Folk hero Bert Jansch plays Oakland
on June 21, 2010
Bert Jansch is thought of as one of the most influential folk guitarists in history. With the innovative way he finger-picks his acoustic guitar, bending chord notes and using unusual timing, Jansch blends acoustic folk, traditional Irish and Scottish music with some blues and jazz. Combine that with his soft voice and penchant for both political and love songs and what is created is a mix between Peter Paul & Mary-esque harmonies, Simon & Garfunkel-style folk ballads and a Woody Guthrie-esque acoustic virtuosity.
Born in Glasgow, Scotland in 1943, Jansch got his start as the founding member of folk band, Pentangle. After leaving the band, Jansch worked as a solo artist and with other various groups. Famous musicians from the 1960’s and 70’s, such as Donovon and Jimmy Page, as well as more contemporary singer/songwriters like Nick Drake, Pete Doherty and Devendra Banhart, have devotedly followed and covered Jansch’s music. Neil Young recently said, “As much of a great guitar player as Jimi [Hendrix] was, Bert Jansch is the same thing for acoustic guitar…and my favorite.”
On Thursday, this historic musician headlined an intimate concert at the New Parish nightclub in downtown Oakland. Wearing jeans and a black short-sleeved shirt, Jansch sat with his acoustic guitar in his lap and slightly tapped his foot as he played. He performed his guitar mastery while belting out some of his most famous songs, including “Blackwater Side,” “Rosemary Lane,” “Strolling down the Highway” and “Ducking and Diving.” Many of these songs have long harmonic guitar intros and lyrics that create poetic ballads.
Over the course of his career Jansch recorded over 25 albums and has received two Lifetime Achievement Awards at the BBC Folk Awards. Now, just coming off tour with Neil Young last month, Jansch is headlining his own short tour throughout the United States; the Pegi Young Band (Neil Young’s wife’s band) is opening for him. Jansch has not toured the U.S. since 2007.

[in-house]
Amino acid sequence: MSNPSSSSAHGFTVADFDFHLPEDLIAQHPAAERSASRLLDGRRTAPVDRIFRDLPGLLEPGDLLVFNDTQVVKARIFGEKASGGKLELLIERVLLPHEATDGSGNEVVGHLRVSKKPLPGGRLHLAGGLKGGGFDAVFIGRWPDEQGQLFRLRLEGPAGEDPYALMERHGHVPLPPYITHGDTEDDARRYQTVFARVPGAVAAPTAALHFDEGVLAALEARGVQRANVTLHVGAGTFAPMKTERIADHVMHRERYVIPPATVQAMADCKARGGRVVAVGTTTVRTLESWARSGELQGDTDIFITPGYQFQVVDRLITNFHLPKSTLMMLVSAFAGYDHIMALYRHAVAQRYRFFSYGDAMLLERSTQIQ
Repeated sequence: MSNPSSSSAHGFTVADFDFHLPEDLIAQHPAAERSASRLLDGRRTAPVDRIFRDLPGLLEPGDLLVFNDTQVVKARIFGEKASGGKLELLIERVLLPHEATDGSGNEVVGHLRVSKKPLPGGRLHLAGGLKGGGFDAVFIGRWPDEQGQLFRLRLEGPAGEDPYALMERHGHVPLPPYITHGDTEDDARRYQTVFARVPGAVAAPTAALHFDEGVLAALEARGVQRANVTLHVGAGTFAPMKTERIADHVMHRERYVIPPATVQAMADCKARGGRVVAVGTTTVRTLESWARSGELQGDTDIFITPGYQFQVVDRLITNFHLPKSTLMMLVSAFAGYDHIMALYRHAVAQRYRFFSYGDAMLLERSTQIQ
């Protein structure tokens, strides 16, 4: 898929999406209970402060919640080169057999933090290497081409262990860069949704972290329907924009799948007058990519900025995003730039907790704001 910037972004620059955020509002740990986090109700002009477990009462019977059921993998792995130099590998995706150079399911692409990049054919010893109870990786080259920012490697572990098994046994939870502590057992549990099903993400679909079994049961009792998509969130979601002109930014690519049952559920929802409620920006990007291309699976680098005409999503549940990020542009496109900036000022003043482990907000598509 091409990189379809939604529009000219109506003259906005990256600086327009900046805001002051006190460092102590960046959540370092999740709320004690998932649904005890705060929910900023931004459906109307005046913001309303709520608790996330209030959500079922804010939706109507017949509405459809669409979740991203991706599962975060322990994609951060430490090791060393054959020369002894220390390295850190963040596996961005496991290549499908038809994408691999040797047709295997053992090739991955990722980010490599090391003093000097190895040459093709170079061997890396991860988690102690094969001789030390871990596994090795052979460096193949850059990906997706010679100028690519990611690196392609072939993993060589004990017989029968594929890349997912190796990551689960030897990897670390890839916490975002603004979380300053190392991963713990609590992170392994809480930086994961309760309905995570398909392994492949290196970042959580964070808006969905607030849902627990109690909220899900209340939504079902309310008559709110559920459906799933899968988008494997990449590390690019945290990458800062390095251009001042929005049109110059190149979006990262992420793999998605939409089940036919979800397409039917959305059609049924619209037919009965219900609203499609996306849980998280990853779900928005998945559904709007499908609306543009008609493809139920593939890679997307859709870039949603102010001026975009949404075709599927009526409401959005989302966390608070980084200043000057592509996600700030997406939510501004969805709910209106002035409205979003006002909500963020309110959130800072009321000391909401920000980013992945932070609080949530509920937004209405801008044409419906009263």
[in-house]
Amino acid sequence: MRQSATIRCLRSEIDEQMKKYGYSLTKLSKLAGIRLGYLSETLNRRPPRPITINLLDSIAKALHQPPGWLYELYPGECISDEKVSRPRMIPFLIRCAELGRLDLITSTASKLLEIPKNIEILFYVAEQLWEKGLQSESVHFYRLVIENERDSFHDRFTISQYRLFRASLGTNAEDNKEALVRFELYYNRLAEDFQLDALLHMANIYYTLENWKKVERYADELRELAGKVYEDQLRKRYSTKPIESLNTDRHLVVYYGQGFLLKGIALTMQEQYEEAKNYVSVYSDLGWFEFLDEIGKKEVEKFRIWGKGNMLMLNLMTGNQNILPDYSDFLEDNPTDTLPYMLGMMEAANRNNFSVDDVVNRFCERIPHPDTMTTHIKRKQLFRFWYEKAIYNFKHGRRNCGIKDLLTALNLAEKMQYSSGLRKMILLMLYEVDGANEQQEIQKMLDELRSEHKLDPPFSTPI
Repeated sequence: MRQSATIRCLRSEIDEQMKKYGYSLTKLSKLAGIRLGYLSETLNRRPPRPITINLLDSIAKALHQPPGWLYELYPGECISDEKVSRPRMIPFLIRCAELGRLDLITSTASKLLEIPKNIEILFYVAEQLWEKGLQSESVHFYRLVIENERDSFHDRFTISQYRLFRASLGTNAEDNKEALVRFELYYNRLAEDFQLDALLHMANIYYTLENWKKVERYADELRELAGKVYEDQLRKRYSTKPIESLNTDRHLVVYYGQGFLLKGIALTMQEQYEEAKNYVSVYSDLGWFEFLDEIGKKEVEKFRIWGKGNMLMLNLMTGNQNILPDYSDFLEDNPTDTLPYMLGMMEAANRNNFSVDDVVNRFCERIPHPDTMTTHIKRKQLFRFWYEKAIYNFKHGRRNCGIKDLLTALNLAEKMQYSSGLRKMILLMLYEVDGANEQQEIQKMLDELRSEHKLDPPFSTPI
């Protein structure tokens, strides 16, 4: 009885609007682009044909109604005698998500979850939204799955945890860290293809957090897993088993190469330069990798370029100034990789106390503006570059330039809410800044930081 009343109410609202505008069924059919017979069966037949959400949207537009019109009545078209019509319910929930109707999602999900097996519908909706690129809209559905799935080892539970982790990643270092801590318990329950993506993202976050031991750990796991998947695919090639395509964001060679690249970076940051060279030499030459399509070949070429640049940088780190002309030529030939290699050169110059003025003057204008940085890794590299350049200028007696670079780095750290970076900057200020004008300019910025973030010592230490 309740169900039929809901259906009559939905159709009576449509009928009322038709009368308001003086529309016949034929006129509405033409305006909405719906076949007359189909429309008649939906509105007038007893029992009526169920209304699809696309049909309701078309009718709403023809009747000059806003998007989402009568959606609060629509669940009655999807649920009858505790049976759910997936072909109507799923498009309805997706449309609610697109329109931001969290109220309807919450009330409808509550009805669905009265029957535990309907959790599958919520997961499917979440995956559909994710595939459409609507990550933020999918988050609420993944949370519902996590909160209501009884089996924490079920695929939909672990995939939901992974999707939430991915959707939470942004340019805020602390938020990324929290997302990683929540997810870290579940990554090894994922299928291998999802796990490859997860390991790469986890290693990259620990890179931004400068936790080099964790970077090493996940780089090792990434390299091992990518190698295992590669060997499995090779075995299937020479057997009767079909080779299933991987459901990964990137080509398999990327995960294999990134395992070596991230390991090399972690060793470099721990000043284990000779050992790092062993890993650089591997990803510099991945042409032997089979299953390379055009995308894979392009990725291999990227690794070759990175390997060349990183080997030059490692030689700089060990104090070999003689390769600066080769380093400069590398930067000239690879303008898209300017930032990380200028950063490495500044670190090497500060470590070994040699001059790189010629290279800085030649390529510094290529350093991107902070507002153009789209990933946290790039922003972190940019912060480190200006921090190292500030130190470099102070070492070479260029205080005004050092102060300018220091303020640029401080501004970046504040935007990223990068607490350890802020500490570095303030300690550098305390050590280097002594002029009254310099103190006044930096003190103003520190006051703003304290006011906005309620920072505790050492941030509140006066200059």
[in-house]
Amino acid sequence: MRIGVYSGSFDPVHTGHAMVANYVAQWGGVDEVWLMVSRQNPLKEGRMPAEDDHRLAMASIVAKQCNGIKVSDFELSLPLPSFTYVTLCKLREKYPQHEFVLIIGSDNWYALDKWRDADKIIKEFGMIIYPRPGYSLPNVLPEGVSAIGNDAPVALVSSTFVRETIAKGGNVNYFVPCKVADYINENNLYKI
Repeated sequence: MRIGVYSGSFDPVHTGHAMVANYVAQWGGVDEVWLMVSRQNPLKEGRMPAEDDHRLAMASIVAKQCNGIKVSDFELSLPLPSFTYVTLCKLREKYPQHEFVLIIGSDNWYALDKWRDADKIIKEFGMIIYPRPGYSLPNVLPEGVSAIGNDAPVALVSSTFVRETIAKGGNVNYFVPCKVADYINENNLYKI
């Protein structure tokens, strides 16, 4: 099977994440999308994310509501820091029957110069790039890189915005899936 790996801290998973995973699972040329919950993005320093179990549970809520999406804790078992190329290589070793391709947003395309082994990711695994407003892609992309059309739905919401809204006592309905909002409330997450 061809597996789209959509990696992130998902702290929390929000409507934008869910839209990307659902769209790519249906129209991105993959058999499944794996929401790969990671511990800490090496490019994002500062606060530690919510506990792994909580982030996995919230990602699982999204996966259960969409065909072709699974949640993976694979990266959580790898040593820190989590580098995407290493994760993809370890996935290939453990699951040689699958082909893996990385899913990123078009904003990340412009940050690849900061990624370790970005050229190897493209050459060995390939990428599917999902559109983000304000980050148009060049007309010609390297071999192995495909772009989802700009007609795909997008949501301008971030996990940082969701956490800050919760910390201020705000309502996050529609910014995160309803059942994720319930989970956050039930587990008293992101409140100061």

With his Scottish lilt, Jansch sang songs from his entire cannon at the New Parish show. “This is an Irish song about the abolishment of capital punishment in Ireland,” Jansch told the crowd. “The tune itself might be from a traditional song.” As he played the chords and sang the lyrics to “The Old Triangle,” the audience was silent.
The New Parish venue is so intimate that fans could have conversations with Jansch. During the show, one man requested the bittersweet 1967 love-song lullaby, “Love is teasing.” Jansch replied, “That’s a whole other gig,” referring to fact that the song wasn’t on his set list. But then to appease the fan said, “How about this one?” and played a more recent love song, “Crimson Moon.”
As he finished up his set and three-song encore, Jansch said, “I’ll leave you with this one little song—I haven’t sung it in awhile.” It was one of his most famous songs, “Needle of Death,” which is a haunting song about a friend’s heroin overdose. The song is reportedly one of Neil Young’s favorites—Young says it influenced him to write his own song about friends addicted to heroin, “The Needle and the Damage Done.” As Jansch sang the last lyric, “And your troubled young life will make you turn to a needle of death,” and strung the last notes, the crowd whooped and clapped.
Jansch’s solo tour will end at Eric Clapton’s Crossroads Guitar Festival in Chicago on June 26, where he will perform with BB King, Buddy Guy, Jimmie Vaughan, Robert Cray and others. Other upcoming shows at the New Parish include: Dum Dum Girls, The Entrance Band and Rupa & the April Fishes.
Lead image: Bert Jansch. Photo courtesy of Bert Jansch.
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